The Conscience of a Baptist

          I was raised in Wisconsin. I was raised a Baptist. To many these would seem incompatible statements. They think of Baptists in Georgia or Alabama or Texas. They think of Southern Baptists, but there are many varieties of Baptists in this country.

My childhood church was part of the American Baptist Convention, which now has the name American Baptist Churches. (Earlier it was Northern Baptists.) Our affiliation came from the mother’s side of the family, which had roots in upstate New York. If you drive through New York State or New England, you can see hundreds of little frame buildings, invariably white, neat, and small, at crossroads or byways that are American Baptist churches. These northeastern churches always remind me of the First Baptist Church in Sheboygan, Wisconsin, which was also small and white. Our church building did not have to be spacious because the congregation was not large. I doubt that the pews ever held anywhere near 100 people at a time.

I have not paid enough attention to the New York churches to know whether they invariably have a belfry, but to me our building seemed especially like a church because hanging in those upper reaches was a real bell. When a boy in this First Baptist church got to be twelve, he would be put on the roster to ring the bell at the beginning of the services. (Back then, I never wondered why girls were not bell ringers.) 

I loved ringing the bell. At the appointed time, I would walk upstairs at the rear of the church to the balcony, which was always free of parishioners. A ladder went from the balcony through a small opening to the belfry. A rope hung from the bell to the floor. We had been instructed on how to ring the bell. The first strike must not be tentative; it had to sound as full-throated as any of the other rings. This meant grabbing the rope as high as possible. I would get on my tiptoes and pull as hard as humanly possible to the floor so that the bell would swing as far is it could and the clapper would hit the bell firmly.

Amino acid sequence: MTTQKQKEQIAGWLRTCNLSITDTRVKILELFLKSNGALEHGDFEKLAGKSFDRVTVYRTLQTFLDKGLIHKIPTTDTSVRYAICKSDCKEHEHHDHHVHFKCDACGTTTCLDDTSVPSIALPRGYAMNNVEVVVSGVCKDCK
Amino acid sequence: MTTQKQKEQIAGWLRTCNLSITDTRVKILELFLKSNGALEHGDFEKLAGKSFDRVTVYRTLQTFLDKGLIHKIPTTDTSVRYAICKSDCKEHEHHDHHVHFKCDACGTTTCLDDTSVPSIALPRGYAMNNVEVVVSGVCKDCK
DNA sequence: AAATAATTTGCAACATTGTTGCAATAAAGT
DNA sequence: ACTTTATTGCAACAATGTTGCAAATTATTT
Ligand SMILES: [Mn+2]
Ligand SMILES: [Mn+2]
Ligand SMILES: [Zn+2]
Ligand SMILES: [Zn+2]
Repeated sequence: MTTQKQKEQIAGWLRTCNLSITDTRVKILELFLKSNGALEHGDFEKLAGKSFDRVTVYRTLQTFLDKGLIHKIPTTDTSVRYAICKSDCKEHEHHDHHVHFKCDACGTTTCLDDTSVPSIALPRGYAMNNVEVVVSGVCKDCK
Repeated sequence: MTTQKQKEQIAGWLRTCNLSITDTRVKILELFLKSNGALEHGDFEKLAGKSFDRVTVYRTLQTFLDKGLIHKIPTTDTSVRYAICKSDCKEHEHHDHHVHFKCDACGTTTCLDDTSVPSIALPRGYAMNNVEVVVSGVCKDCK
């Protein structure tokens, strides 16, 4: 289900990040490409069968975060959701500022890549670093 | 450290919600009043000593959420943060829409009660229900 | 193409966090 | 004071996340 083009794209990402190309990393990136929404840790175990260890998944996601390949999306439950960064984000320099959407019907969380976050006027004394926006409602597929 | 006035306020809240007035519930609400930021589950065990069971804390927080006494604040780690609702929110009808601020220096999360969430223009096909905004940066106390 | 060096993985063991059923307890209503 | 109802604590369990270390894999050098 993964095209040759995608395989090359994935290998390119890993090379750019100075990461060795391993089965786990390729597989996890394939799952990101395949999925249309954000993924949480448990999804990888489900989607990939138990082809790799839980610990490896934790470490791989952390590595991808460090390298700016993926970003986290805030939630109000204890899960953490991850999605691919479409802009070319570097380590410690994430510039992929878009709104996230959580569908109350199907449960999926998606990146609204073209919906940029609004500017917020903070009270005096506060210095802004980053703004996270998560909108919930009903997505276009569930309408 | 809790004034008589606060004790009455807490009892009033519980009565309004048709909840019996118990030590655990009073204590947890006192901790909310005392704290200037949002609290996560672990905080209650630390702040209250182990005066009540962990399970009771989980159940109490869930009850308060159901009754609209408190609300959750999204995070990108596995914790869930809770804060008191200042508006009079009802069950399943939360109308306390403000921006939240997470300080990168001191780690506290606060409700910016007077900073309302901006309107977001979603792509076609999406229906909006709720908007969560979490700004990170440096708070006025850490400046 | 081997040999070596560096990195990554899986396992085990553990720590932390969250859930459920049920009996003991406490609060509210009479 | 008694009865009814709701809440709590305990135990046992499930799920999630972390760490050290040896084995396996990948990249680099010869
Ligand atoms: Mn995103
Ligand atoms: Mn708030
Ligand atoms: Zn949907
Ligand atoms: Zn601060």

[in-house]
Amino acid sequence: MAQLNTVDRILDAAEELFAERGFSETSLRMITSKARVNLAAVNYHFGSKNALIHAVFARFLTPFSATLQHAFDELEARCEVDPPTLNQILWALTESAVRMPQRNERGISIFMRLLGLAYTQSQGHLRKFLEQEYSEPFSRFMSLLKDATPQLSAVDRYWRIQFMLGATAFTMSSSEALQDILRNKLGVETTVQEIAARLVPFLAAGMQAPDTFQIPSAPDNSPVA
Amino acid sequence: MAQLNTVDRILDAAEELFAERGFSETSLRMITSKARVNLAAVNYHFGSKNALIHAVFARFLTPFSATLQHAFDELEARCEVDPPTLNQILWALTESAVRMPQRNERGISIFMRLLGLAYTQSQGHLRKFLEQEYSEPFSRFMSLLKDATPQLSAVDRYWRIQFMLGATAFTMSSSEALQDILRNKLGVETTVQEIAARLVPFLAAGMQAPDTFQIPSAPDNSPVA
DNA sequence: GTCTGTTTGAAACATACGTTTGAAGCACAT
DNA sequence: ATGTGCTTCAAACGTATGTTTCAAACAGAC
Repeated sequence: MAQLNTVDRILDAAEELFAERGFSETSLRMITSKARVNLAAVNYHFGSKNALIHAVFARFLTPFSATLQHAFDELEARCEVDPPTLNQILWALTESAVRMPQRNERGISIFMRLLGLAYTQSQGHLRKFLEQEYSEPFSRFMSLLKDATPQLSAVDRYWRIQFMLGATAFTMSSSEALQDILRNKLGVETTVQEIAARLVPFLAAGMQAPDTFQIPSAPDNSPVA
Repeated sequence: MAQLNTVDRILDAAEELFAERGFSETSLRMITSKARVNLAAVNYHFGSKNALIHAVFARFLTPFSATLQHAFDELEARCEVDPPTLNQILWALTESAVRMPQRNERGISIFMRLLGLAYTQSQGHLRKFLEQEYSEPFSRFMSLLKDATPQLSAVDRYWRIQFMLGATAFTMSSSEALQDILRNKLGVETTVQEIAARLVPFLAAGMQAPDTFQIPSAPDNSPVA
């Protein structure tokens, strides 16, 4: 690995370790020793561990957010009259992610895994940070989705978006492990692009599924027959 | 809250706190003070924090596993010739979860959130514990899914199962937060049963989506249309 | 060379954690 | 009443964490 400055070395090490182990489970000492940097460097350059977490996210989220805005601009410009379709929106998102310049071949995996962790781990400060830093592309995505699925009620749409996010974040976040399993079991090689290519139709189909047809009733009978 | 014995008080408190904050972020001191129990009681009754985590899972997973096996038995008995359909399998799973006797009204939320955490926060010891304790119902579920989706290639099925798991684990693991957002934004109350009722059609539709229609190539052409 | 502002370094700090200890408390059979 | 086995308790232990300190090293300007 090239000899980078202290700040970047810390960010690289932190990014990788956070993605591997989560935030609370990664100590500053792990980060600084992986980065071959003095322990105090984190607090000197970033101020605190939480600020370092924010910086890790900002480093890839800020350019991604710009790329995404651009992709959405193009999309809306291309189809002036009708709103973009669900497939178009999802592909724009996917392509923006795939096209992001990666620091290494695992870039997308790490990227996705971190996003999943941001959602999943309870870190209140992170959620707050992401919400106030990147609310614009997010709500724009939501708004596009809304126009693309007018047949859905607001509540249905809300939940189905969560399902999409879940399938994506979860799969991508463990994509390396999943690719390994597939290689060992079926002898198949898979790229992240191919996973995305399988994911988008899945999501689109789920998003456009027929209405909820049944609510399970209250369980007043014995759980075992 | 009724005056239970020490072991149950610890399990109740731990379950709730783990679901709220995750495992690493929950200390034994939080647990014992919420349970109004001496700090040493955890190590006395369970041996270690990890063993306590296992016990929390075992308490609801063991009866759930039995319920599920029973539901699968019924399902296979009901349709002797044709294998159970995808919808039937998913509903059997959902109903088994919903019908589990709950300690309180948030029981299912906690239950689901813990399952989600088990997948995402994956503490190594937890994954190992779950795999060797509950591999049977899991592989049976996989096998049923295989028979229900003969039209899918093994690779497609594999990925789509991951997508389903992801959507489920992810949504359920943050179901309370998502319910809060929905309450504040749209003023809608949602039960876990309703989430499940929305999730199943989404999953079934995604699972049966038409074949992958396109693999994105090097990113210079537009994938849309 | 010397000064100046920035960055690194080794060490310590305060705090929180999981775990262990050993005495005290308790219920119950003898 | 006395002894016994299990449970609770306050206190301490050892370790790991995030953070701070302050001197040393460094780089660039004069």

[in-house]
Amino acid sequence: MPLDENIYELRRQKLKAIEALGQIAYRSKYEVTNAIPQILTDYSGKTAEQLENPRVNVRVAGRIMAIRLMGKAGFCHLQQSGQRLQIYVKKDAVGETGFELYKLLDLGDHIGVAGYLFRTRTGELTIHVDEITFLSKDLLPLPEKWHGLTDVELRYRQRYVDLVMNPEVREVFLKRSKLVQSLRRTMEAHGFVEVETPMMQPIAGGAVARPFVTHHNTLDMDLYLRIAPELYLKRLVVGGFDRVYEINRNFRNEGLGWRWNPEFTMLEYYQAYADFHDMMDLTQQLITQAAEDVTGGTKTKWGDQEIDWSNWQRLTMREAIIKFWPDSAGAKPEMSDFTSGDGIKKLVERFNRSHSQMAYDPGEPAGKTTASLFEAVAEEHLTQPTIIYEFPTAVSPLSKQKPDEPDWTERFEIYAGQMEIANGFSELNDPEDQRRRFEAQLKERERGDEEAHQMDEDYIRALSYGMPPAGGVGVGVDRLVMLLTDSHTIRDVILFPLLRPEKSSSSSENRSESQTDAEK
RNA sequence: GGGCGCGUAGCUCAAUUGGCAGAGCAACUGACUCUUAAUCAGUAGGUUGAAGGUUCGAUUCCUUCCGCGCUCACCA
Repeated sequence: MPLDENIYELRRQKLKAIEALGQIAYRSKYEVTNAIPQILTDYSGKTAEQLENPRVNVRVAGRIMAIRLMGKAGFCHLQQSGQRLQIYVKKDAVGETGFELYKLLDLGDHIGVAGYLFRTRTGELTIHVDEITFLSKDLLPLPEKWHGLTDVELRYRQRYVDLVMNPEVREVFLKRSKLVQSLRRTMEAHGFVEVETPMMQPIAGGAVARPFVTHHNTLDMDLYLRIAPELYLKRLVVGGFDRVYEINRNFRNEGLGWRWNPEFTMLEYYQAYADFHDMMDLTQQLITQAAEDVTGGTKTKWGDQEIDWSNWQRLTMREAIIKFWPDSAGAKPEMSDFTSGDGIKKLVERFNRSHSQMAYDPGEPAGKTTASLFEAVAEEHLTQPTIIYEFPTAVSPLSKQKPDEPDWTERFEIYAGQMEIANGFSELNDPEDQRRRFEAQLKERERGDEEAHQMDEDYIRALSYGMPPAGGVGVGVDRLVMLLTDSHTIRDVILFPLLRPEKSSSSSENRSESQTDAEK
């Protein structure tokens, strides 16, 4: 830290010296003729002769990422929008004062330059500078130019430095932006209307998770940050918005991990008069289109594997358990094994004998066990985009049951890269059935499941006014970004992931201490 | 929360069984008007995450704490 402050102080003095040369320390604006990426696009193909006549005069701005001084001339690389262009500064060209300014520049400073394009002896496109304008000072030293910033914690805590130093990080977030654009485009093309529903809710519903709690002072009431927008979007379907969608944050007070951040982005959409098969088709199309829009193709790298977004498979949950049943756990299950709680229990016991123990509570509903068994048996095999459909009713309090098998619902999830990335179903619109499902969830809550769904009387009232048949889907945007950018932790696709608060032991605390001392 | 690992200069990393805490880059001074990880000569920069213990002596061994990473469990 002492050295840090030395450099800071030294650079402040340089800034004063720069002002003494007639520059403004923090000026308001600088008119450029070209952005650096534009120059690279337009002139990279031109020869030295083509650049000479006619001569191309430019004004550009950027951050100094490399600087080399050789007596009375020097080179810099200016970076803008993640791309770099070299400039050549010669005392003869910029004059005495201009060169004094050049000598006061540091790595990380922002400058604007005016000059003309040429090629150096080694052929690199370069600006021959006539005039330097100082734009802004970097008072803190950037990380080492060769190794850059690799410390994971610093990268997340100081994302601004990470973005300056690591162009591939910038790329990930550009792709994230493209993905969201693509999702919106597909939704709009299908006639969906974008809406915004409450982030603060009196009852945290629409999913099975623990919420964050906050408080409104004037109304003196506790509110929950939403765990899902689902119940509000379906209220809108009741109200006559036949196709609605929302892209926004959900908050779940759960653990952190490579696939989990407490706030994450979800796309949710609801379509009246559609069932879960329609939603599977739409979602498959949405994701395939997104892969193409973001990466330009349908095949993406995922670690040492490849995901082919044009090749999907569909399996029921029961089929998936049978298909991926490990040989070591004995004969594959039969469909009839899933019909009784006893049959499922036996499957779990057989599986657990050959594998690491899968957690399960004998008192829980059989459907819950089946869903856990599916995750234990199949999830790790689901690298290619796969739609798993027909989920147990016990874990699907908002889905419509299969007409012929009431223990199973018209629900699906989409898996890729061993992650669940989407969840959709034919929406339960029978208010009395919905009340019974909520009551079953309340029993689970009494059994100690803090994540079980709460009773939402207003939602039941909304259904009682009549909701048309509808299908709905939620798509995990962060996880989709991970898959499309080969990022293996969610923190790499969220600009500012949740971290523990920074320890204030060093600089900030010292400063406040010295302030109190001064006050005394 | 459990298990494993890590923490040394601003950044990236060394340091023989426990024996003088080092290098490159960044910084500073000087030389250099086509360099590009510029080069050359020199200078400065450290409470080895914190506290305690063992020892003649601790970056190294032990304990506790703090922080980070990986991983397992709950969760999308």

To me it was always a thrilling sound to hear that first strike correctly executed. And just as that first strike had to be full on, the last strike had to be as firm as any other and then silence. We were not to allow any ding, ding, ding trailing off. This required halting the bell’s swinging by getting an extra firm grip on the rope and then holding the rope at the floor as the last striking occurred. And thus the first prayer of the day: “Don’t let the rope slip out of my hand. Don’t let the bell pull me off the floor. Don’t let the bell pull my shoulders out of joint. Don’t let my feet slip.”

With the bell successfully stopped, it had to be carefully returned, through good rope management, to its neutral position where it stayed for another week. Job done. Having felt as if I had called the service to order, I descended the ladder and the stairs to take a seat in a pew. Sometimes as I got to a seat, an adult, almost always a man, would give me a nod, which I took to mean, “Well done.”

That ringing bell was the most flamboyant part of the service. Think about all those jokes you might have heard about the taciturnity of a New England farmer. Our church descended from those roots.  We had a simple service with little ceremony or pomp. Yes, there was hymn singing, a responsive reading, readings from the Bible, and a sermon. I wouldn’t say that it was joyless, but it was staid. I was surprised when I went to church with a high school girlfriend. (Ok, not the hottest date of my life.) The Methodist minister said something that was meant to be amusing during his sermon (it was mildly amusing at best in any other context than a sermon), and some congregants sort of laughed. I realized that in my church, I had never heard a chuckle during the service, much less a laugh.

          What most people know about Baptists is that they practice adult, not infantile (ok, infant), baptism, and baptism not by merely sprinkling of water but by full immersion of the believer into water. The definition of an adult for baptism, it turns out, may be a bit loose. I was baptized when I was twelve or fourteen. But apparently old enough to profess that I was willing to accept Jesus as my savior.

          Our church, as with many if not all Baptist churches, had a place near the pulpit for the baptisms, but it was different from what others may consider a baptismal. It had to hold enough water to dunk a six-footer. Ours was about the size of a hot tub, but without the heaters or the air of decadence. It, of course, was plumbed so it could be filled with water and then drained. Those of us being baptized changed out of our Sunday finery into something that could survive being soaked. When my time came, I got into the water that came up to my waist. I was surprised by the minister, who was wearing fishing waders that were not visible to the congregation. He supported my back and head. I leaned backwards until I was under the water, and then he lifted my sputtering body upright and said that this symbolized death and resurrection and a new life in God. And, so, at least for those moments, I was saved.

(continued June 24)